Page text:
Food for Flares


Question:

Each month the ICA gets many questions about what foods are OK to eat during an IC flare.  This month Julie addresses this issue with an overview of IC "Food for Flares".

Answer:
An interstitial cystitis (IC) flare is the intense return of IC symptoms in a patient who has been relatively pain free. Flares can be caused by a variety of things including certain foods, unmanaged stress, physical activity, restrictive clothing, and sexual intercourse. Symptoms of a flare can include urinary frequency, urgency, and pain. Patients in a flare may also experience extreme fatigue, anxiety, and depression as they struggle to cope with the recurrence of symptoms they thought were under control. In fact, I often get calls from patients who are in a flare saying, “Just tell me what to eat. I am too sick to think about it.”

Since flares are unpredictable, I suggest that you keep a list of things you can eat as well as things you can do to help get yourself through a flare. Keep a stock of bladder friendly food on hand. Keep chicken, green beans, and bread in the freezer. Canned green beans and pears can be stored in your pantry. Rice can be instant or long grain.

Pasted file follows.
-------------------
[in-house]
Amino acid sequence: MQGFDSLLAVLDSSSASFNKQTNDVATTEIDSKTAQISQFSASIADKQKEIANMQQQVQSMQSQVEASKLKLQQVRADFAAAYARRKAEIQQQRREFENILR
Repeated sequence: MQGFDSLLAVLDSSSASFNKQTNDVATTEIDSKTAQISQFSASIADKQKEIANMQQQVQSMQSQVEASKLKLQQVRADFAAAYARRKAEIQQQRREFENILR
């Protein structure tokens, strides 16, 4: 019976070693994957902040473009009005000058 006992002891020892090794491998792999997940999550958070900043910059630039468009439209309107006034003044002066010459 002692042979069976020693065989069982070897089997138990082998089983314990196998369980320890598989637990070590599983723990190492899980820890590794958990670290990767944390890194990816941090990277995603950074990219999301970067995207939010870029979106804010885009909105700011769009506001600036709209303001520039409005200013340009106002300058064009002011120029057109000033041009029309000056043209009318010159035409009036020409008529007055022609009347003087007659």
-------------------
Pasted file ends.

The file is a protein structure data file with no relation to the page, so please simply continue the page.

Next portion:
In addition to keeping these staples on hand, you may also want to have a sample menu handy. This can make mealtime more manageable, especially if someone else prepares your meals. Your sample menu for flares might look something like this:

    • Breakfast:
      Scrambled eggs and toast with butter
      Pears
      Milk
    • Lunch:
      Chicken sandwich with white bread
      Carrots
      Pears
      Milk
    • Snack (Choose one):
      Bagel, toast, hard-boiled egg, carrots, pears, milk
    • Dinner:

          Chicken
          Rice
          Green beans
          Pears
          Milk          

In addition to planning the food you might eat during a flare, you might want to create a list of other things including your urologist’s phone number and a list of medicines to take. Other strategies that can help in relieving a flare include getting plenty of rest, practicing stress reduction strategies, taking warm baths with Epsom salts or baking soda, writing in your journal, and talking to other IC or OAB patients. Heating pads can fool the body into thinking that you are not feeling any pelvic pain. You will be more comfortable if you wear loose clothing when you have a flare. Medical scrubs, pajama pants, and sweat pants with adjustable waistbands are good choices. Women may also be more comfortable in jumpers or loose sundresses. Flat shoes or slippers are easier on your back than shoes with heels. Finally, if you do not experience relief after a few days, be sure to consult your doctor.

Adapted from Confident Choices: Customizing the Interstitial Cystitis Diet Julie Beyer, MA, RD http://www.ic-diet.com/

Julie Beyer, MA, RD


 

Revised Wednesday, December 16, 2009